What a year this has been. It has been one punctuated by anxiety and many moments of feeling hopeless. I feel like this year brought out the worst in people. It brought out the racists, it brought out the naysayers, it brought out those who would put themselves over their neighbor and do so loudly over something as silly as wearing a mask. This year brought out many who would spew hate over political affiliations and many who would deny the problems in this country be they medical or social. It was at times infuriating and exhausting, often in the same breath.
Before 2020 even began, I was already restless. I was dissatisfied with my job and felt that medicine as a whole needed to change. We had lost something. For me, that something was the very thing that led me to the practice of medicine in the first place…love. It felt like I was so busy checking boxes that I was losing touch with the people I was entrusted to treat. Rather than languish hopelessly in a large system that felt like it would never change, I took my future and my patients’ experience of the medical system into my own hands and I started Pure Family Medicine. It has been a joy to create a place that feels like practicing medicine the way it should be - personal and rooted in love for humanity.
And there it was…HOPE…this little emotion that changes everything. It was growing alongside Pure Family Medicine. Hope for myself and my own career and hope for medicine as a whole to move back toward the art of caring for humanity.
Then there was George Floyd. His death opened my eyes to a problem that has long been boiling under the surface of American life. I will honestly say I had no idea the degree to which racism plagues our society. I am learning. I admit, I was initially overwhelmed by the weight of it all. It felt too heavy, too huge to be able to do anything about it. And yet, people did do something. The people in my community came together in a way I have never seen before. We reached out and stood up for one another. We raised money to keep our neighbors’ lights from being turned off. We stood peacefully on the street together in solidarity.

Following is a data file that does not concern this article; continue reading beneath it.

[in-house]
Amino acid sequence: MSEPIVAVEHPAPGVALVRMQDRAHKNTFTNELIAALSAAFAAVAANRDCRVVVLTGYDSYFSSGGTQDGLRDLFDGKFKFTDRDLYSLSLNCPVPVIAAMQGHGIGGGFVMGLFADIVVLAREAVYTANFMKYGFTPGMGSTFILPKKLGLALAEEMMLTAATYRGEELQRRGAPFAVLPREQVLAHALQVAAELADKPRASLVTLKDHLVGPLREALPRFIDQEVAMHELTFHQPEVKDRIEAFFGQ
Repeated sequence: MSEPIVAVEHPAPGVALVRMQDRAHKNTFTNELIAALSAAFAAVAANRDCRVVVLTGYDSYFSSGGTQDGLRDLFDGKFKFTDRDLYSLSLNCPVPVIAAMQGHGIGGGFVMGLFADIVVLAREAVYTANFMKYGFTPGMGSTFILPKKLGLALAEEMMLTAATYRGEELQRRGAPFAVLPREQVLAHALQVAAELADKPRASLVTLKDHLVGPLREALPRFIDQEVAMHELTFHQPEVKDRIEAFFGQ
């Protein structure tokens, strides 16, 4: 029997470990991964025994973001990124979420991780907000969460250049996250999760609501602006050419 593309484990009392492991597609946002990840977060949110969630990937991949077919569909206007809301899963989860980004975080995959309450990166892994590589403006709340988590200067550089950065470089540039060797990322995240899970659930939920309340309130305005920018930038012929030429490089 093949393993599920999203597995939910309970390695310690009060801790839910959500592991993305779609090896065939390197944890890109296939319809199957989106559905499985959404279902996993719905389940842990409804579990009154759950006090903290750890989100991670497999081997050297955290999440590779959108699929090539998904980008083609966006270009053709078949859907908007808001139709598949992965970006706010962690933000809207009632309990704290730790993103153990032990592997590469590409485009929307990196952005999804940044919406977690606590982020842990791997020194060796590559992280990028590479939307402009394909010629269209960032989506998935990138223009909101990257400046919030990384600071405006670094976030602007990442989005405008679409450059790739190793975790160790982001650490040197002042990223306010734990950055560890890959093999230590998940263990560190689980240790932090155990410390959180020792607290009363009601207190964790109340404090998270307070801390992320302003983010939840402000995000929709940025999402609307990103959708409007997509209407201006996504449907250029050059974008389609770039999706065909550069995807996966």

And there it was again…HOPE. Hope for my community, hope for my children’s future and for an end to the plague of racism in this country.
In the midst of all this, there was a global pandemic. Oh, the many ways that Coronavirus has changed our way of life. There were long periods of isolation. There were many with severe illness. There were many, too many, who died. It has overshadowed everything else about this year. In my lifetime, Covid has had a bigger impact on our day to day lives than any other single event. I went to work a second job in the hospital to feel like I was contributing where I could. I missed seeing my friends and my family and I struggled with distance learning with my children. We have grasped at things that feel “normal” but I doubt life will ever look quite like it did before.
And yet, rising up over all of the issues of this year, there is hope. For me and for many of my physician colleagues, that hope came in the form of a vaccine signaling what we hope will be the end of this pandemic. I got my vaccine on Christmas Eve and I celebrated with an almond croissant and a hot cup of coffee. It felt fitting that while I contemplated the greatest hope of my life, hope found in Jesus, I was able to receive the symbol of hope for the current crisis. It made me reflect on this year, and on the many times that unexpected hope rose above the troubles of the world. As 2020 draws to a close and I consider all of the words that could be used to describe this year…unprecedented, unknown, scary, angry, polarizing, anxiety, isolation, sickness, death, and at the same time creative, compassionate, inventive…the word that I choose to remember for 2020 is...
HOPE, that little emotion that changes everything.